She used to be very social, outgoing, and loved until one night at a party. Things went wrong and Melinda called the cops. There was drinking and drugs at the party, but this isn't the reason Melinda decided to crash the party. Click here to see the rest of this review After that night, no one could forgive her.
On the bus, she attempts to avoid the other students, who immediately begin to alienate and bully her. She notes that the same peers who are tormenting her used to be her friends in middle school; by the time the bus is full, she is the only student sitting alone. Melinda fears the idea of growing up, as well as the rejection of her peers.
For her, something as ordinary as a school bus is torturous, filled with former friends and acquaintances who now go out of their way to reject her. The source of this change in her life is at this point unclear to the reader, which suggests the way that it is also unknown to her peers and repressed by Melinda.
She relates how she spent the last month of the summer watching cartoons by herself, rather than hanging out with her friends or even answering the phone. The fact that she is an outcast makes her unhappy, but also allows her to see the truths about high school life that her peers miss.
The subplot of the school mascot, meanwhile, strikes a humorous note in an otherwise unhappy section. It also reveals that, beneath her depression and apathy, Melinda is witty and perceptive.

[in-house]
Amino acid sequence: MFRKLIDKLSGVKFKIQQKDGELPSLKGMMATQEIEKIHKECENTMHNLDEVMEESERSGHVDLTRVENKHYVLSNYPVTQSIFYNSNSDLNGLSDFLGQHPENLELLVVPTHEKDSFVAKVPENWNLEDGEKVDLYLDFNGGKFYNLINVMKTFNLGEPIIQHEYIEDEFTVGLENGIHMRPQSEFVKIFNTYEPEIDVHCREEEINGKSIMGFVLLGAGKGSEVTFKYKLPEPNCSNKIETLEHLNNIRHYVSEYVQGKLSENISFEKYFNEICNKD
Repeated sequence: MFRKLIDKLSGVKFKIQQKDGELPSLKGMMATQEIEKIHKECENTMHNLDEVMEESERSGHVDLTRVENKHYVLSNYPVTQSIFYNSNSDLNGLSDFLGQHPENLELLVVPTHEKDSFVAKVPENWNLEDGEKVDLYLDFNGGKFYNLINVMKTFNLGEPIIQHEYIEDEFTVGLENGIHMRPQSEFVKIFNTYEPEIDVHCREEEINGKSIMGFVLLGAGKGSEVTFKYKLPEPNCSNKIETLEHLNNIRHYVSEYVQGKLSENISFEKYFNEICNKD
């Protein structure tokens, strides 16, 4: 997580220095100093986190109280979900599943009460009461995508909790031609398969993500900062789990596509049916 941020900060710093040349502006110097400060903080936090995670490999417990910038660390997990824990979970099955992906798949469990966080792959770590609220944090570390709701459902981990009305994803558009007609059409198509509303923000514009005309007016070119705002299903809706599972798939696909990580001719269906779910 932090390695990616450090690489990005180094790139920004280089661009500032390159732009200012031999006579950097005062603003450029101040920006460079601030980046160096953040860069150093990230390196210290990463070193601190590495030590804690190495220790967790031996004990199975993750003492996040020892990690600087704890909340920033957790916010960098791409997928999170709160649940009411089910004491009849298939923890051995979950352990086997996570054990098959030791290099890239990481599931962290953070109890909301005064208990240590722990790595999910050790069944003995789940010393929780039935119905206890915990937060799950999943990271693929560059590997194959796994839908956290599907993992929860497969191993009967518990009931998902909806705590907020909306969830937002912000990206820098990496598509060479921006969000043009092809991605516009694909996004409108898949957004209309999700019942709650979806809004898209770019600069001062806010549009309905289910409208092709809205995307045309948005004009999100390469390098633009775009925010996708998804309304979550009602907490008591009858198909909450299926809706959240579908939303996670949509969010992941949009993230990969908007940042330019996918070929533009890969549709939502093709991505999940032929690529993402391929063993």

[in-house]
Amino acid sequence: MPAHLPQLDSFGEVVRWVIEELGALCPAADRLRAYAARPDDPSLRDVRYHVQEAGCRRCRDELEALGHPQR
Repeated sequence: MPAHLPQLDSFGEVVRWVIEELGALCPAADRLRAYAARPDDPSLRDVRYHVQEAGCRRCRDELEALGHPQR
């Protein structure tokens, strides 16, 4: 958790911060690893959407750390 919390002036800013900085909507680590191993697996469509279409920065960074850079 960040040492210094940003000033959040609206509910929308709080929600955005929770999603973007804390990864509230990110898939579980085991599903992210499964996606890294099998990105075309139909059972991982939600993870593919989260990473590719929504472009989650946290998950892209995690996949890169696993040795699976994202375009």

Active Themes Melinda sees her old friends, with whom she used to be in a clique called the Plain Janes: Over the summer, the group split up, and all the girls except for Melinda have joined new cliques.
Behind her, she hears Rachel laughing at her. For Melinda, the move to high school—a classic symbol of growing up—has brought about only pain and isolation.
At the same time, however, she hates her bedroom for being too immature. Caught between adulthood and childhood, Melinda feels that she has no place in life. Active Themes At a school assembly, after hesitating too long as she looks for somewhere to sit, Melinda is reprimanded by Mr.
Neck, her future social studies teacher. Although Melinda is lonely, she shies away from the idea of friendship or connection. When Heather acts friendly to Melinda, she immediately reacts with suspicion. Melinda is incredibly cynical, but also smart and funny. She hides her intelligence, however, beneath her silence and defensiveness.
Welcome to Merryweather High. Retrieved September 16, Plot Analysis of Speak by Laurie Halse Anderson Plot The sequence of related events that make a story hang together. Basic Situation Also called the exposition, the basic situation presents a main character who wants something very much and who encounters a a conflict while trying to get it.
Speak, published in , is a young adult novel by Laurie Halse Anderson that tells the story of high school freshman Melinda Sordino. After accidentally busting an end of summer party due to an unnamed incident, Melinda is ostracized by her peers because she will not say why she called the police.
Essay about Laurie Halse Anderson's Speak Words | 6 Pages. Speak Essay Melinda was an outcast and loner in high school who was overwhelmed, fearful, and confused with her life and her environment at school.
Oct 22, · Laurie Halse Anderson is a fabulous writer. She has a very distinctive writing style; It’s an unfiltered stream of consciousness that feels so real. I previously read Wintergirls and found t 4/5. Laurie Halse Anderson's Speak is a novel that makes a definite argument.
The title gives us a pretty big hint as to what this might be. In short, the novel argues that if you are a victim of a sex. Praise for Speak “In a stunning first novel, Anderson uses keen observations and vivid imagery to pull readers into the head of an isolated teenager Yet Anderson infuses the narrative with a wit that .